Speak clearly, if you speak at all;
Carve every word before you let it fall.
Oliver Wendell Holmes, Sr.
People going into Emergency Medical Services are motivated by wanting to help others. We often focus on learning what to do and how to do it properly. Knowing the correct intervention does not help when you cannot communicate effectively with your patient. Understanding your patients’ perspectives will enhance your ability to provide treatment in a timely manner without causing undue hardship for both you and your patients.
Autism seems to be increasing in incidence, so it is likely you will eventually have a patient on the autistic spectrum (called ASD, autism spectrum disorder). There are many types of autism caused by a variety of genetic and environmental influences. Thus there are many different ways that individuals with ASD may behave. Here are a few of the more common issues.
Is your patient verbal? Although many ASD individuals are verbal, some are not and may communicate with sign language, gestures, pointing, and even communication devices. Even a verbal person may be so uncomfortable that they cannot speak. Speak clearly and concisely with straightforward language. Be calm and patient. Repeat what you think the patient is trying to tell you and ask them to wave their hand or do something if you are correct.
Typical gestures and other physical ways to communicate may not be understood by the ASD patient. Don’t expect eye contact or the usual facial expressions or gestures. So even if your patient does not look at you, do not assume she is not listening. Continue to speak calmly, clearly, and patiently, and expect a delayed response while she attempts to understand you.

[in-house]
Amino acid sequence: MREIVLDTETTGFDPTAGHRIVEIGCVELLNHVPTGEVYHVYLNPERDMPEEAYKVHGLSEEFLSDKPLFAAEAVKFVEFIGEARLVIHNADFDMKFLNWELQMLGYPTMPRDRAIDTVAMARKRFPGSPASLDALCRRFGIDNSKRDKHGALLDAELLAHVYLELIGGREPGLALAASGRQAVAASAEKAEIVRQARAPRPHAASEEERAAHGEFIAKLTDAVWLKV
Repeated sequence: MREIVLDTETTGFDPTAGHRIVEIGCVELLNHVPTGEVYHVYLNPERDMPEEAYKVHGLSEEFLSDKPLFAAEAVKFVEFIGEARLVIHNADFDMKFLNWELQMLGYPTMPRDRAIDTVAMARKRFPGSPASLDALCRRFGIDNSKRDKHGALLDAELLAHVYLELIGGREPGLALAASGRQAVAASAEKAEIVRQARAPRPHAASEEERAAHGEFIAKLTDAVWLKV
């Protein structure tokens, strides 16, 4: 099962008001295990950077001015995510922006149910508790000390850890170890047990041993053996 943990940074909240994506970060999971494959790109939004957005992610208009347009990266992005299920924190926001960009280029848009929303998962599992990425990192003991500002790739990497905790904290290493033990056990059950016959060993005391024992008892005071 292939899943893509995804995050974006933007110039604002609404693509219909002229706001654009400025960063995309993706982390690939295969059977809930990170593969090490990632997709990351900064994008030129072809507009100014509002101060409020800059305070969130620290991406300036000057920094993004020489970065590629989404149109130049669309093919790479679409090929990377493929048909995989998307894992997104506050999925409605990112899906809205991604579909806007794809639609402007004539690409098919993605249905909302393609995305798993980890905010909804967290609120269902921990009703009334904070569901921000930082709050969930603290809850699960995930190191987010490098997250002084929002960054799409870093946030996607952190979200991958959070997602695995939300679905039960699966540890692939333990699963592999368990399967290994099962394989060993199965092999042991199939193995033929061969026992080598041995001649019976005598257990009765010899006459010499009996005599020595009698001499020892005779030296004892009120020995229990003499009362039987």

Touch is often difficult for ASD individuals, whether it is being touched or touching others. Demonstrating and explaining on yourself or another person first, before trying to touch your patient, is the best way to approach physical touching. Let her see any equipment you will use and touch it to ensure it will not hurt her.
Aggressive behavior does not mean that the patient wants to harm you, but may be a reaction to loud noises, bright lights, or the unknown person in a uniform who keeps talking: you! It is the patient’s way of saying ‘leave me alone!’ In fact, any repetitive behavior may be an attempt to calm herself and should be allowed as long as the person is not hurting others.
Maintaining a calm, reassuring presence combined with acceptance of the patient will go a long way towards being able to help her tolerate your treatment. Remember that your patient’s perspective is very different from your own and results from neurodevelopmental disability.
Resources for ASD Information and Support
Autism Society of Minnesota: https://www.ausm.org/
Autism Society (national): http://www.autism-society.org/
Autism Speaks: https://www.autismspeaks.org/
Autism Centers of Excellence (ACE) Program. https://www.nichd.nih.gov/research/supported /Pages/ace.aspx
National Institute of Neurological Disorders and Stroke. Autism Spectum Disorder Fact Sheet. https://www.ninds.nih.gov/Disorders/Patient-Caregiver-Education/Fact-Sheets/Autism-Spectrum-Disorder-Fact-Sheet
PR Newswire. 8 Tips for Communicating with Patients with Autism. EMSWorld online. Aug 24, 2016. http://www.emsworld.com/news/12249428/8-tips-for-communicating-with-patients- with-autism
Joanne Ewen, JD, EMT